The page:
MOCA shouldn't be fundraising at a gallery
Here's a bad idea: On March 25, the Museum of Contemporary Art will hold a fundraising event at Blum & Poe, an important art gallery in Culver City. The commercial entanglement makes one blanch, especially given the controversial appointment in January of New York art dealer Jeffrey Deitch as MOCA's new director.
Appearances matter. In this case, there is no way to determine whether the relationship between the gallery and the museum is philanthropic or business-driven. That's not the gallery's problem, but it is the museum's. MOCA is stumbling into troublesome territory.
Blum & Poe spawned the burgeoning Culver City gallery scene when it relocated from Santa Monica more than six years ago. Seventeen of the 25 artists represented by the gallery have works in MOCA's permanent collection, including five in the current 30th-anniversary show, while in the past decade at least four have also had solo retrospectives or smaller "focus" shows at the museum.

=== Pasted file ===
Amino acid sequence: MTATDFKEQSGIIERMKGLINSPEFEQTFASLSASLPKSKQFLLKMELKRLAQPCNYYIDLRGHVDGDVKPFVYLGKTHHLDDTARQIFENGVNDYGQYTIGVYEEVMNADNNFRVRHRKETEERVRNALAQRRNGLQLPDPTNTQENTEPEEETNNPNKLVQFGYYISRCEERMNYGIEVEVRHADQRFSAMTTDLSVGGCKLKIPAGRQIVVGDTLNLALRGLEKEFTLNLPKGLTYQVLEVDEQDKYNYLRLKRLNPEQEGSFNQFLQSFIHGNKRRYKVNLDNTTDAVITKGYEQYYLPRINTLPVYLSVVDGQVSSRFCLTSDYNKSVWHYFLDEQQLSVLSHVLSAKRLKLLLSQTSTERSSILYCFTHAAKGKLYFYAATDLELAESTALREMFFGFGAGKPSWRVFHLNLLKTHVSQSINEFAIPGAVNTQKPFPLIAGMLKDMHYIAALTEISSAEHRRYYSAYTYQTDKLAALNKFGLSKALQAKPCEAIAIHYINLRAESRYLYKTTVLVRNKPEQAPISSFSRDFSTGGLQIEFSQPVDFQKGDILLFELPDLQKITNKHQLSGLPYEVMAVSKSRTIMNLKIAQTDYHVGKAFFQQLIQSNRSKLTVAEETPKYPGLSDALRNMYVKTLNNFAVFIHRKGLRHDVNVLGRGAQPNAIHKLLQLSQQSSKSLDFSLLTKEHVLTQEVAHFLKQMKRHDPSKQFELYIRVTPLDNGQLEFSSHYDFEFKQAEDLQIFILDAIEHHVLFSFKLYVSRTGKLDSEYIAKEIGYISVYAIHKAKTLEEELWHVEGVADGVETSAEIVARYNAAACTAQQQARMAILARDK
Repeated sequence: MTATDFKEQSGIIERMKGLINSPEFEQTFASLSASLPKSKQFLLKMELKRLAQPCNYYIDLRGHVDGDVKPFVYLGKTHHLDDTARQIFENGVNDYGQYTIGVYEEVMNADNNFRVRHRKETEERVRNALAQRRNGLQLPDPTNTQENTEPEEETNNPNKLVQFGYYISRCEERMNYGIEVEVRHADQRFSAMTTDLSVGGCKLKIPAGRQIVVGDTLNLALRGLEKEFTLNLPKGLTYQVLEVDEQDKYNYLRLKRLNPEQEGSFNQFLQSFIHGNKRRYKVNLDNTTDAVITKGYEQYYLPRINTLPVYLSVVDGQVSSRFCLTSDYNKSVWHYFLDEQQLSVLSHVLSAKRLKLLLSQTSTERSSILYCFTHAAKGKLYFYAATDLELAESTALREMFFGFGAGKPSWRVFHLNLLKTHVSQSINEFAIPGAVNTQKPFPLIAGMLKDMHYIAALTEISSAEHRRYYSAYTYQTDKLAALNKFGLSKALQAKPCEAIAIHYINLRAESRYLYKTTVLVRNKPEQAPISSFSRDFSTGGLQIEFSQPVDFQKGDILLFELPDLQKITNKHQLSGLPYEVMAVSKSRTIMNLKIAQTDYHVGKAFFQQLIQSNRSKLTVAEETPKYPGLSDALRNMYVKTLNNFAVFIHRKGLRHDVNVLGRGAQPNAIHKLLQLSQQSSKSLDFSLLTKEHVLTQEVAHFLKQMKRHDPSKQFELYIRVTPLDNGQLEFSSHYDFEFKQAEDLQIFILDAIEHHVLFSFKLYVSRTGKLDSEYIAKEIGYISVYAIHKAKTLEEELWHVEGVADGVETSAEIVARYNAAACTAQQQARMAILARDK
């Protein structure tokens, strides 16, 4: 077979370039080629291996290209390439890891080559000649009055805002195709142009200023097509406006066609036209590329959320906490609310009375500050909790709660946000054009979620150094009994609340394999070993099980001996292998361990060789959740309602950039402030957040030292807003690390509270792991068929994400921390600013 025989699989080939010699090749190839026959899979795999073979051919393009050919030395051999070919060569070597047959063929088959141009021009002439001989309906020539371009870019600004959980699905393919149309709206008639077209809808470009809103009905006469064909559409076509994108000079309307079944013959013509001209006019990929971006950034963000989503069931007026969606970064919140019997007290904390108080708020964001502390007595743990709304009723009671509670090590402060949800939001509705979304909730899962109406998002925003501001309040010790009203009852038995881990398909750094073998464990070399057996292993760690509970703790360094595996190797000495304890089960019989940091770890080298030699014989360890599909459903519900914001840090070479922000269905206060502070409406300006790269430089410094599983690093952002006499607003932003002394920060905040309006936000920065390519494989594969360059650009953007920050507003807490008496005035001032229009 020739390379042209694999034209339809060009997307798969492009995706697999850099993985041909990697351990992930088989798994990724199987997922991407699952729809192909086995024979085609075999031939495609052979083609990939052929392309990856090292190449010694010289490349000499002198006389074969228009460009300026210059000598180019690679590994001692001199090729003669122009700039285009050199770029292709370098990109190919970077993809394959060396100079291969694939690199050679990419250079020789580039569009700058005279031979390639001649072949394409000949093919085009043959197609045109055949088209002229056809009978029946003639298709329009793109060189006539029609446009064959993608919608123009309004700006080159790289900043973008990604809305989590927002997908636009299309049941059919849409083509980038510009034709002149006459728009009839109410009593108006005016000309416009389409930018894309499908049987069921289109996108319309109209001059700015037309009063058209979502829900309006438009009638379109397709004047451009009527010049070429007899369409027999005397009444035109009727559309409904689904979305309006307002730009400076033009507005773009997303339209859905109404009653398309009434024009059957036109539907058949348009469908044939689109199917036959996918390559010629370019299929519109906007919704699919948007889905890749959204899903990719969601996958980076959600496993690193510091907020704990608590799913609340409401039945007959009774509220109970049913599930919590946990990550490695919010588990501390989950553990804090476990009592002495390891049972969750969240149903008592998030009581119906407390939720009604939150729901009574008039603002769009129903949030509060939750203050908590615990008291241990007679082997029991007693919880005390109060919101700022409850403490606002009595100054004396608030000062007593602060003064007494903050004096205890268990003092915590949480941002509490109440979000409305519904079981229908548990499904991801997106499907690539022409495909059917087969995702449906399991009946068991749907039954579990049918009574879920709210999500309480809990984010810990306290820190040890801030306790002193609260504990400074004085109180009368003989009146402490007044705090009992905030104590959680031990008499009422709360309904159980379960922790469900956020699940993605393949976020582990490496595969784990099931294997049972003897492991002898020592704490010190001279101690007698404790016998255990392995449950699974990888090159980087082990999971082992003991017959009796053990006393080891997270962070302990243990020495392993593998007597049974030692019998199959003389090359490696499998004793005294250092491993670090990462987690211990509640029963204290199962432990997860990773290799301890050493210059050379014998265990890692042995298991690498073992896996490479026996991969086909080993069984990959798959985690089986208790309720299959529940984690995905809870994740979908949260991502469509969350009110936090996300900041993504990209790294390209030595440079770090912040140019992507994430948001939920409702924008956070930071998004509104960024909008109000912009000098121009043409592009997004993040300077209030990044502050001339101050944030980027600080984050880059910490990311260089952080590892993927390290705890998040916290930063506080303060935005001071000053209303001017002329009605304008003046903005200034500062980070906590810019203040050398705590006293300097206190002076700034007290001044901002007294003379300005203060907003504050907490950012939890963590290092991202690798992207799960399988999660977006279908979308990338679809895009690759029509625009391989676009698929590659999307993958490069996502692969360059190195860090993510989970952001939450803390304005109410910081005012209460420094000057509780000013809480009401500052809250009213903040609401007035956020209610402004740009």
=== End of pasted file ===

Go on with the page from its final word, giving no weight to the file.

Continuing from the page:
The MOCA Contemporaries, a museum support group, has organized a new-members event with Blum & Poe donating its lavish, 21,000-square-foot complex for the occasion. New members joining the museum affiliate will be entered into a raffle to win items donated by eight Los Angeles fashion, jewelry and accessories designers. The annual cost of MOCA Contemporaries membership is a minimum $310.
MOCA has been without a director for 15 months. (Deitch, the first prominent gallery owner to move directly into the director's office at a major American art museum, takes the reins in June.) The absence of leadership shows: Fundraising at a gallery is a mistake.
Photo: Blum & Poe Gallery; credit: Los Angeles Times